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Manga / Bakuten Shoot Beyblade

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Although not the first media entry, the manga is the foundation of the Bakuten Shoot Beyblade (爆転シュートベイブレード)note  portion of Beyblade. It was written and illustrated by Takao Aoki and serialized in CoroCoro Comic from 1999 to 2004. The manga was subsequently licensed twice for an English-language release, first in Australia, then in North America by Viz Media. In the the period 2016-2017, to celebrate the 15th Anniversary of the brand, a sequel series was created under the name Bakuten Shoot Beyblade: Rising, again written and illustrated by Takao Aoki.

The manga can be divided in five components:

  • The core storyline documents Takao and the BBA Team as they rise up to top of the beyblade scene, make friends, deal with some personal problems, and save the sport itself once or twice. This part of the manga served as the basis for the anime.

  • The side storyline follows Daichi's desire to catch up with Takao to honor his late father's wish that he'd become the best. Along the way, he meets and battles various talented bladers, some old charasters, some new ones. This storyline was scrapped from the anime until the moment Daichi and Takao meet.

  • Rising takes place one year after the end of the 1999-2004 storyline, marking the first time that the cast ages. Like the second and third seasons of the anime, it continues the story, but also has its own take on what came before. Its initial focus is on Kai's family situation, then moves on to a tournament arc.

  • The script for the Non-Serial Movie Beyblade: Fierce Battle was written by Aoki and he created a few manga pages for it; not a full story, but a premise to get people interested. The manga, however, is based on the initial script and is different from the produced movie on a several fronts.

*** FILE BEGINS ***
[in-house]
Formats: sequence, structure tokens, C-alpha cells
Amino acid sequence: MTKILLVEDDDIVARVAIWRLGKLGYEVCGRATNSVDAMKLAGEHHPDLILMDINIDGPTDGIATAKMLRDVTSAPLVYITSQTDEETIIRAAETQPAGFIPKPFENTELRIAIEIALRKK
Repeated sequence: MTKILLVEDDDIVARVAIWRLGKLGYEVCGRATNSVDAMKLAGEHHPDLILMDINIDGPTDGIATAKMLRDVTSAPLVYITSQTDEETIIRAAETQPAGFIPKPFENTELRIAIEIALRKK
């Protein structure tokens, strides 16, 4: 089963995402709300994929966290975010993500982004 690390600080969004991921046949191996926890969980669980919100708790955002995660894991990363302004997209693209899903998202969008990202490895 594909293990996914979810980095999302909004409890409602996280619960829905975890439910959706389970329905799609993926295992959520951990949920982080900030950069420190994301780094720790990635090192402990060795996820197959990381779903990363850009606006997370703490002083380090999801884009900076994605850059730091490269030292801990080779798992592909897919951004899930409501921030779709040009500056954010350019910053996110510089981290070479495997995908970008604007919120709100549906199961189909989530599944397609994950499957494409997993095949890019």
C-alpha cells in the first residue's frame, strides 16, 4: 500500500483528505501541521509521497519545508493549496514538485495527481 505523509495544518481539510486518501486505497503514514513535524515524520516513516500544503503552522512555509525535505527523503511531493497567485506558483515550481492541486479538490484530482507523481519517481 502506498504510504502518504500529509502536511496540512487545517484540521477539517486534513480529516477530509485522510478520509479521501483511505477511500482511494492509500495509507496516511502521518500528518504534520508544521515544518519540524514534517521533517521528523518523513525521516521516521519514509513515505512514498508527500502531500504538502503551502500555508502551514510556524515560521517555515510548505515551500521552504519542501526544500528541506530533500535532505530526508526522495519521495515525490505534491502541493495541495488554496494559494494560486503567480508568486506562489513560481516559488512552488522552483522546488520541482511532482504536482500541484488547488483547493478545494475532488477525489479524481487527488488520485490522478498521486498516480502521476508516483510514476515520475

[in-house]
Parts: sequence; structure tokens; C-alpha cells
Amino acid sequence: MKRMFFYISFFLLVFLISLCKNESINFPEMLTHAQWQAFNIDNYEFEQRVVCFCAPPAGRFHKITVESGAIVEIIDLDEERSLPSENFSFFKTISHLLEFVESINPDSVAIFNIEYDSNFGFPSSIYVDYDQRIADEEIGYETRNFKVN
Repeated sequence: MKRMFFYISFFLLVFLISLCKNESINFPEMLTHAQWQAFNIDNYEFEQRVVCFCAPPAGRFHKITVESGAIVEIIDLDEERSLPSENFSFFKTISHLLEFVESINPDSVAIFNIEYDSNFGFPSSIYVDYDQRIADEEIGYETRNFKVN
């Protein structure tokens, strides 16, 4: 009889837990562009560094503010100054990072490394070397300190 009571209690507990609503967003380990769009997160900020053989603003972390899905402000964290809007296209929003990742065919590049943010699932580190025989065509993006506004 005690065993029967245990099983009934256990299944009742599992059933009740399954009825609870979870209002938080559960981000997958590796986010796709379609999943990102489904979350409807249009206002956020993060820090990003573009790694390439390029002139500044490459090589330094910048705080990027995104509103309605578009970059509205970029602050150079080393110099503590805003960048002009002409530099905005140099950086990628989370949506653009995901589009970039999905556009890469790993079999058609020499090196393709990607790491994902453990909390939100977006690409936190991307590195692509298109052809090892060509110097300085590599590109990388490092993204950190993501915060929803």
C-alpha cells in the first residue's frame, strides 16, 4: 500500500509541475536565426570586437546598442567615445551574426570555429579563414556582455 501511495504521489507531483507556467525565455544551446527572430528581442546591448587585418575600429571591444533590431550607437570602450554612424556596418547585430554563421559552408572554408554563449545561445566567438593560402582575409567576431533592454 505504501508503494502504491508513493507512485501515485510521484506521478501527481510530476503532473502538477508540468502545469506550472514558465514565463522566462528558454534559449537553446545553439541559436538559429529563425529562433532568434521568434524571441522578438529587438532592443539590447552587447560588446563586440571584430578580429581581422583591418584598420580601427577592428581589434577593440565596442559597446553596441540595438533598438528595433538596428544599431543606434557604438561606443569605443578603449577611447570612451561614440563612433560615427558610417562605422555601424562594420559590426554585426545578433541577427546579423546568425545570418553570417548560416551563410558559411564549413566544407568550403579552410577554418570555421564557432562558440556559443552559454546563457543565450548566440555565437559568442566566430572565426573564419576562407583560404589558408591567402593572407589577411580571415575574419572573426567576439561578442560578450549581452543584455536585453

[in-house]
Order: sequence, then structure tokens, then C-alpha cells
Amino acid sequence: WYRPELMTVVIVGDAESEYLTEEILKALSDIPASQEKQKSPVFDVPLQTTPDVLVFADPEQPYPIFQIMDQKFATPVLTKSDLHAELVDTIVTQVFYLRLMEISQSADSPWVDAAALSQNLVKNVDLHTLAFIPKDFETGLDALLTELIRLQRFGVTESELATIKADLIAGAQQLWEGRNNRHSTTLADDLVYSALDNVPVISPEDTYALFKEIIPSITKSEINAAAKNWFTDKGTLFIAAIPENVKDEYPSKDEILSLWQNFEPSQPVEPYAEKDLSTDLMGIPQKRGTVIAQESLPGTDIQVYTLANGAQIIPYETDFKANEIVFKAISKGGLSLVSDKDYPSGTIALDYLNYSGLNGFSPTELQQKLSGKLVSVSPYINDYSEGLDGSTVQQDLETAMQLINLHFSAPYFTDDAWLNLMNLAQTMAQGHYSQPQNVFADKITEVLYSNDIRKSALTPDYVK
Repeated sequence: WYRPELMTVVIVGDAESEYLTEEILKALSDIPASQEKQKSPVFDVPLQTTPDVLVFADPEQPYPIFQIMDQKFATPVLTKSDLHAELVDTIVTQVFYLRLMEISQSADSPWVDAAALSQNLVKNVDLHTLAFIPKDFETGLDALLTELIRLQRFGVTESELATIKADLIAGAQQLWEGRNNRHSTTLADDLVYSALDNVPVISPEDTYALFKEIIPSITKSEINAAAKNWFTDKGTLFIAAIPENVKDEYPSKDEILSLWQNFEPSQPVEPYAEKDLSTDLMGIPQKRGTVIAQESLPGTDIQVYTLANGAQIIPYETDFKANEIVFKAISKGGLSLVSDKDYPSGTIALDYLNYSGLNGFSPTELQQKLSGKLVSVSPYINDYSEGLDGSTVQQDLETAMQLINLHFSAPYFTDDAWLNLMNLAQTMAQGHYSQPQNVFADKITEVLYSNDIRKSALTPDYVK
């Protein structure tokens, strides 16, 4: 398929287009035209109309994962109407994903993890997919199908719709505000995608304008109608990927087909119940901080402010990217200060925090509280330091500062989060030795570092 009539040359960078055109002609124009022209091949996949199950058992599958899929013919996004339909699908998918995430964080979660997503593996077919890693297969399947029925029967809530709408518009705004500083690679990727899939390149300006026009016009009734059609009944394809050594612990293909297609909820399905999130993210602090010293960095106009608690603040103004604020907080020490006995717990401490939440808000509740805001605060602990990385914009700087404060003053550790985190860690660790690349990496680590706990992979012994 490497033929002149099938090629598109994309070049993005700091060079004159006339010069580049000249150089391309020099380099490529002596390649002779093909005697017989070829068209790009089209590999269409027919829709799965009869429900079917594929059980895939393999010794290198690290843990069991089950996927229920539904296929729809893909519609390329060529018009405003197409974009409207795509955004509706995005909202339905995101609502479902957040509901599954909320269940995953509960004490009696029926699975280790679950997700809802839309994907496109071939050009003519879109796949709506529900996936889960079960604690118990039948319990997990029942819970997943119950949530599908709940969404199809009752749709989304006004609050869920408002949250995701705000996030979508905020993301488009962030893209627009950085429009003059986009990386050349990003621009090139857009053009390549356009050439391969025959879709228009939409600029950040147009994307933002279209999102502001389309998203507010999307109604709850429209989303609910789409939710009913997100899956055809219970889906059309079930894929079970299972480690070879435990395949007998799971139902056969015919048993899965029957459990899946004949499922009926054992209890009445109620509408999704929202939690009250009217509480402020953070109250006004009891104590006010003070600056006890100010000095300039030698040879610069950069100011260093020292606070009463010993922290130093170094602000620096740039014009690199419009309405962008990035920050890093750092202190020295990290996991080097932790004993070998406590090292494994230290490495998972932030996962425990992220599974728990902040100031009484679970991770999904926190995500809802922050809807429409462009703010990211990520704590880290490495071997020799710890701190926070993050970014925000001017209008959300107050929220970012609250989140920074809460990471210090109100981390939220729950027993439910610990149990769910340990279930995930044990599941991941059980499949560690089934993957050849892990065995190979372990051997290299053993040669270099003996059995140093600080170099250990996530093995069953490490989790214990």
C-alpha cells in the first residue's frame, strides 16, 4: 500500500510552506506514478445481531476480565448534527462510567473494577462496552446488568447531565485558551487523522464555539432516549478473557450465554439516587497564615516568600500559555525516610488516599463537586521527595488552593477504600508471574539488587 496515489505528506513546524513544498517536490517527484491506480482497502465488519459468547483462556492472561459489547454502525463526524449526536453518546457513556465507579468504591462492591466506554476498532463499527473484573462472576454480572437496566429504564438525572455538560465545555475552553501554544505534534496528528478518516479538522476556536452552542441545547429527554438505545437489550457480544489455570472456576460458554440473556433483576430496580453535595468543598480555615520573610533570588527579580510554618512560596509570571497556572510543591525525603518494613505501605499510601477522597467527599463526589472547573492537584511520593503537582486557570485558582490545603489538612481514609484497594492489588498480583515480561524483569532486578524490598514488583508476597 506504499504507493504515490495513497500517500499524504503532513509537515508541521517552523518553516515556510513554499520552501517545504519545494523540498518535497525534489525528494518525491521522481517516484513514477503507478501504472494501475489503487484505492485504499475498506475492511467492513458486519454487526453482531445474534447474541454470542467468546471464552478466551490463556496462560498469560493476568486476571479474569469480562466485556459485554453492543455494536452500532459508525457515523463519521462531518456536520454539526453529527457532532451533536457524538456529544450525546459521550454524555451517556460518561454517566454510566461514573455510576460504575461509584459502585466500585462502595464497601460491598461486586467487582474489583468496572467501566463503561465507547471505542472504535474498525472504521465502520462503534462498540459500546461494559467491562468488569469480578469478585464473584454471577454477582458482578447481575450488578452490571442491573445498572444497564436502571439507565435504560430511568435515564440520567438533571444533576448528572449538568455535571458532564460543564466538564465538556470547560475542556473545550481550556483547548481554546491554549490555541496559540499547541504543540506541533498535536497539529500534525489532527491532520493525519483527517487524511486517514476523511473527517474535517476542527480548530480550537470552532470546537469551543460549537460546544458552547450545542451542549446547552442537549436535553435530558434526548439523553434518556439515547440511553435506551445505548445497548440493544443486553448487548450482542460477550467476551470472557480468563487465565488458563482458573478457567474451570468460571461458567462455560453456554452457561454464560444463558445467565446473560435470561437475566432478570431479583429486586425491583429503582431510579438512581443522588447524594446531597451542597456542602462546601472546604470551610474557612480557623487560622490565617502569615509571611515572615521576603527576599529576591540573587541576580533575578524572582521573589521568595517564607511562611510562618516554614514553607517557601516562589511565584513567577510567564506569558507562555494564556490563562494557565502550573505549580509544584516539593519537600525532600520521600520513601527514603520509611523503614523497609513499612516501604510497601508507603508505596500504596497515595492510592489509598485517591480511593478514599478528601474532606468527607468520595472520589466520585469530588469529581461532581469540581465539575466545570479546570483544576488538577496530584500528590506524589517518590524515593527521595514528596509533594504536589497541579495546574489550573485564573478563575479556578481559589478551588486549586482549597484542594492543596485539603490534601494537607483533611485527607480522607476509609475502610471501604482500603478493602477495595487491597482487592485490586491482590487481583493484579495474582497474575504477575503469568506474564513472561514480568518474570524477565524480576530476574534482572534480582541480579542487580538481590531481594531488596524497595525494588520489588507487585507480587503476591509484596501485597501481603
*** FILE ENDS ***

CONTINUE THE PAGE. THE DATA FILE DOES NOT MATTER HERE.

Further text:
• Aoki manages his own website where he has posted and continues to post several small additions to his manga work. For one, there's a light novel about Yuriy's background written by Megumi Tachimori. It was originally meant to be a story to be told in the manga, but circumstances prevented its inclusion. On top of that, the light novel version could not be part of the volume publication either, leaving Aoki to put it on his website. For two, there's a mini-manga titled "Spin-Off" which introduces Ayaka, Makoto Hiruta's older sister. The rest of the additions constitute an artwork gallery which, if nothing else, show what colors some manga-only characters are supposed to have.

One important thing to note about the relationship between the manga and the anime is that they were in part produced concurrently and Aoki did do work for the anime too. This means that on occasion it's the manga which changed from the anime rather than the other way around. The most representative instance of this is Zeo's true identity, which was altered for the manga while the original idea made it into the anime.

Bakuten Shoot Beyblade contains adaptation examples of:

  • Adapted Out: With the exception of Takao, Kai, Hitoshi, Dragoon and, sort of, Dranzer and Yoshie, nothing of Jisedai Beigoma Battle Beyblade made it into the manga. Notable omissions are Takao's friends Kurumi and Rokumaru, and Hitoshi's bit-beast Saizo.
  • Adaptation Species Change: